Twelve Polk County jurors found a Humansville man guilty of statutory sodomy in the first degree and statutory rape in the first degree.

The trial was the second one for Eddie W. Cook, 47. In a trial Jan. 19-20, a different set of jurors only agreed that they could not agree after four hours of deliberation. Associate Circuit Judge Kenneth F. Thompson of Webster County presided over both trials.

Jurors the second time around were presented with four additional witnesses called by Prosecutor Ken Ashlock and physical evidence introduced by the state.

The victim in the case, now 14, testified at both trials about her relationship with Cook, her mother’s fiancé at the time of the allegations — from July 28, 2008, to Aug. 26, 2009. She was 13 years old at the time.

“We would argue and disagree a lot about things,” the juvenile said. “We just seemed to always butt heads and never get along.”

That changed when Cook began engaging in sexual activity with her, the girl said.

“He would be a lot nicer. If I wanted to go see a friend, it would be a kind of, ‘I’ll let you go if you do this for me.’”

If she told Cook no when he approached her, he would get angry and ignore her, sometimes for several days.

“If I didn’t give in a while after his asking, he would just ignore me completely until I said yes,” she said.

Though she remembered discussing with her mom what to do if she was ever abused, Cook threatened her about telling anyone, the juvenile said.

“He told me that I don’t need to tell anyone, that I shouldn’t. He said that I’d be taken away from my family to a place with white walls no one knows so nobody could hear my screams.”

Cook testified that he served as a father figure and disciplinarian for the juvenile, but that his authority was undermined by the girl’s mother.

“She heard time and time again that I wasn’t her father and I didn’t have the right to discipline her, so she used that to her advantage,” Cook said.

He gave her a cell phone just as he gave all his children cell phones, Cook said. When he received an alert from the cell phone company about overusage on her line, he and the juvenile’s mother confronted her about it. It was then she revealed a sexual relationship with Justin Albright, 21, of Humansville, who pleaded guilty Feb. 18 to unclassified felony statutory rape in the first degree and was given five years supervised probation. Albright was 19 at the time.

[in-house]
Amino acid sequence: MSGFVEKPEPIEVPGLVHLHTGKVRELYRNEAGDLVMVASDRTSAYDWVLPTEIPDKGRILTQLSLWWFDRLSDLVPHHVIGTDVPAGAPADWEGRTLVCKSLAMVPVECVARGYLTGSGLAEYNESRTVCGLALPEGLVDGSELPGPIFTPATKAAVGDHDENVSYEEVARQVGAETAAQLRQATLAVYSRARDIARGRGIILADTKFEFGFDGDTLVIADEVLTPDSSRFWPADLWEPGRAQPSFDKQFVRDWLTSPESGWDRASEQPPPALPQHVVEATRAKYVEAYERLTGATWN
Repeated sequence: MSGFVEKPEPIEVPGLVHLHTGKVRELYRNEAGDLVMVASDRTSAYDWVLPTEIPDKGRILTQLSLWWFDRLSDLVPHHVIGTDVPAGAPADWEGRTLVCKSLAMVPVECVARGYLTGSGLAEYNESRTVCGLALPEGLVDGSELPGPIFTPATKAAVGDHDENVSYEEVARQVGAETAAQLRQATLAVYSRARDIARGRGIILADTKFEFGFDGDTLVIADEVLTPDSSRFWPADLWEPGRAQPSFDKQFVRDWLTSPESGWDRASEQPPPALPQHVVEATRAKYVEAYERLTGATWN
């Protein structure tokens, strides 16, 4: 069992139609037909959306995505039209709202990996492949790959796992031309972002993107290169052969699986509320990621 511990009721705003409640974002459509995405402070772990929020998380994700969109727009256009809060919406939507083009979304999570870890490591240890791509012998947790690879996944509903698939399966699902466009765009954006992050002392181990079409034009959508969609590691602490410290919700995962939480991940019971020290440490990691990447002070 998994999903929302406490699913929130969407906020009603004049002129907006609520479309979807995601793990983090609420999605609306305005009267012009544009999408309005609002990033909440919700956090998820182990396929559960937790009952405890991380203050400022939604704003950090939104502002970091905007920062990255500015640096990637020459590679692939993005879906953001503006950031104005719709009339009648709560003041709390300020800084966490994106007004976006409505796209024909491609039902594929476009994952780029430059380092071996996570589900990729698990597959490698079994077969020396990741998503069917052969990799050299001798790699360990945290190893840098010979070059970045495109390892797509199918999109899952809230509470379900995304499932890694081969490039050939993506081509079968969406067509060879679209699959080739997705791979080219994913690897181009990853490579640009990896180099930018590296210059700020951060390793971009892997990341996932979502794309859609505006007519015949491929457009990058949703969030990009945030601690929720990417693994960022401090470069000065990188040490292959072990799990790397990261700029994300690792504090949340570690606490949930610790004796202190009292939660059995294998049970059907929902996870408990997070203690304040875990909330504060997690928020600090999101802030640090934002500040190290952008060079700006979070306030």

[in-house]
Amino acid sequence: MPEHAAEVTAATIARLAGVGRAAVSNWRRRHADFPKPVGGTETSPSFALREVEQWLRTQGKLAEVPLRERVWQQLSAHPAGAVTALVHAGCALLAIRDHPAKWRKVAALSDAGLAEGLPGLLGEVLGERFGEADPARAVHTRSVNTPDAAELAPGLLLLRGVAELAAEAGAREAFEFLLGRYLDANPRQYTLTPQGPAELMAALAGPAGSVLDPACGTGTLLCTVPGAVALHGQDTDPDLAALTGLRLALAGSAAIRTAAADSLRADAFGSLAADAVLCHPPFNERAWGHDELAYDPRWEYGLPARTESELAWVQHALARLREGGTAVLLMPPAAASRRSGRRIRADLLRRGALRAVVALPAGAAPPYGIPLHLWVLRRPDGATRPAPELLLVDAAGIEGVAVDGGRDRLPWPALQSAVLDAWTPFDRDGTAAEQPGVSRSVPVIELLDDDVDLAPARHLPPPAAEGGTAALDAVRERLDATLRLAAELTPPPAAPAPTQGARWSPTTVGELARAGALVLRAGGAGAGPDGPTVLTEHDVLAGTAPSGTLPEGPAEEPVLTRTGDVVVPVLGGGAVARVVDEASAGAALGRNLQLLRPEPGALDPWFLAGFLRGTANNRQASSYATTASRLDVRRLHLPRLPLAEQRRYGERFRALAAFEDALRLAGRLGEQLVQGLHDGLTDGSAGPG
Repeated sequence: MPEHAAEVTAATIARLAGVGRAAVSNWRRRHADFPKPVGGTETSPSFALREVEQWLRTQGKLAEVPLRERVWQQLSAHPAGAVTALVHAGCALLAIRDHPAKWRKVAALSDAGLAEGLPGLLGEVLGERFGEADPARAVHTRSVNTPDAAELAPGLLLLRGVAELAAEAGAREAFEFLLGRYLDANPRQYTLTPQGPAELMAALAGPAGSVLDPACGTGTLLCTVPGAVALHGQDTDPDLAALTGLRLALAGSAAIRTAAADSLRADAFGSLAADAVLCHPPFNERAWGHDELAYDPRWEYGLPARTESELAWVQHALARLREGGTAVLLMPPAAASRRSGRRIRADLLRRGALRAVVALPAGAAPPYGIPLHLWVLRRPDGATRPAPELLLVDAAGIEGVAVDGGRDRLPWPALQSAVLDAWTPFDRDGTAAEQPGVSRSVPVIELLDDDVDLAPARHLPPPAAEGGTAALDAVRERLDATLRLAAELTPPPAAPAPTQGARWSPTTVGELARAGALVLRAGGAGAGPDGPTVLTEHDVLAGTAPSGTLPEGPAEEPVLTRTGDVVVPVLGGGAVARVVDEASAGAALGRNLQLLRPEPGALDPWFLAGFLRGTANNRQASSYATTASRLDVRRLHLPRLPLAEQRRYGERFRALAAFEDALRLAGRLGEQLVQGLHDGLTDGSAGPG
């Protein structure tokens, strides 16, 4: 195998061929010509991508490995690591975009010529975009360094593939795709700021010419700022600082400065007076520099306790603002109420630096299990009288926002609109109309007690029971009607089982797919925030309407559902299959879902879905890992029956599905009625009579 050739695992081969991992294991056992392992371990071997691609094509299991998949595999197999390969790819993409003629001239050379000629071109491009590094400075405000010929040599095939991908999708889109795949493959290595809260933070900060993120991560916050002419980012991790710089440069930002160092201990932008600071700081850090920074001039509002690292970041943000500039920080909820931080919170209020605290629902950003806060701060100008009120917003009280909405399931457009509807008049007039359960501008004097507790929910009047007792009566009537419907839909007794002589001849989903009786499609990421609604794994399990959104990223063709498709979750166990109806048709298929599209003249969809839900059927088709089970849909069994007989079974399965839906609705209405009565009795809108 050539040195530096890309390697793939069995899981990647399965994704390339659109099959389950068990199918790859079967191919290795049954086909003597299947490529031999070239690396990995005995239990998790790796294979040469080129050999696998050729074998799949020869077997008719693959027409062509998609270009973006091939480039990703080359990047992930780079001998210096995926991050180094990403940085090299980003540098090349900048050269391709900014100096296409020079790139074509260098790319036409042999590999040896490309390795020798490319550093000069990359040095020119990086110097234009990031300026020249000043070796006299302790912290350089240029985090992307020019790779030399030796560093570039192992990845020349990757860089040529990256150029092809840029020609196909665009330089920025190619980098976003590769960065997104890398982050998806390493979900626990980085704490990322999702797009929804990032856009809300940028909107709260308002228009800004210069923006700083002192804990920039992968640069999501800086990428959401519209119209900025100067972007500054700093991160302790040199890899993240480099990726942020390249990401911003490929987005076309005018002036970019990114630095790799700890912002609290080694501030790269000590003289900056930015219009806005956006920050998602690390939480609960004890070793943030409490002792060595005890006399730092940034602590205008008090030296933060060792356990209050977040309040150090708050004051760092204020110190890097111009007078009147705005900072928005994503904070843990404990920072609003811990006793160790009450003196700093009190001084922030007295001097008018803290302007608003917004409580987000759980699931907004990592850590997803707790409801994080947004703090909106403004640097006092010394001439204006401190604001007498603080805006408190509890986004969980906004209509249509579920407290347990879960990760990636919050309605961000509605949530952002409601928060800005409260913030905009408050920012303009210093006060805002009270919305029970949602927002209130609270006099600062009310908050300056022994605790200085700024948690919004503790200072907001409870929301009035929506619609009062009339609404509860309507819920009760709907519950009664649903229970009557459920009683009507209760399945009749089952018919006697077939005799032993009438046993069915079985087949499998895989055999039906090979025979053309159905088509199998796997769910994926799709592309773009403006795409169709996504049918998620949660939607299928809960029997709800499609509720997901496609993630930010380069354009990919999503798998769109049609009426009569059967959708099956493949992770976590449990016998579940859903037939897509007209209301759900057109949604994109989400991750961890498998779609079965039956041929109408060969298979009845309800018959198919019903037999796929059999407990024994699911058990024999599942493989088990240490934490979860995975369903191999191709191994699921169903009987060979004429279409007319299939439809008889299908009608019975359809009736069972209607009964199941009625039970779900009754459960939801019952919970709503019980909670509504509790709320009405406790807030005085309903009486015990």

The juvenile’s accusations against Cook came to light after police questioned Albright about his relationship with her, according to testimony by Humansville Police Chief Darrell Lean and Ronnie McNew, formerly a Humansville police officer.

During cross-examination of the juvenile, David Smith, Cook’s attorney, questioned the juvenile about her decision not to tell her mother of her relationship with Albright.

“It’s true, isn’t it, you were deceiving your mother and daddy and, in fact, everyone else when you were having this relationship with Justin?” Smith asked.

Smith also questioned her about some of the technical terms she used for sex during her testimony. She had learned them from Cook, she said.

“I might have learned them in health class, too,” she said.

With the testimony of Rachel Lovelace, a DNA criminalist for the Missouri State Highway Patrol Crime Lab, came the introduction of a towel as evidence. A stain consistent with semen was detected on the towel, Lovelace said. When compared to Cook’s DNA, the chance of the sample coming from another white male is 1 in 2.191 quadrillion. The chance of it coming from a black male is 1 in 89.69 quadrillion.

She found a mix of DNA from at least two people, Lovelace said, and found it was 499 billion times more likely a mixture from the juvenile and Cook than from the juvenile and someone else.

Smith urged the jury to remove emotion from the case and consider the evidence only. The juvenile’s use of the correct sexual terminology suggested she had been coached, he said.

The juvenile’s apparent ability to refuse to have sex with Cook was key in the case, Smith said.

“[She] doesn’t like it when she’s ignored,” he said.

He did not believe the juvenile had plotted against Cook, Smith said, only that she had answered “yes” and lost control of the situation when asked by authorities if she was having sex with Cook.

“When there was this moment of great pressure on her, she saw an easy way out,” Smith said.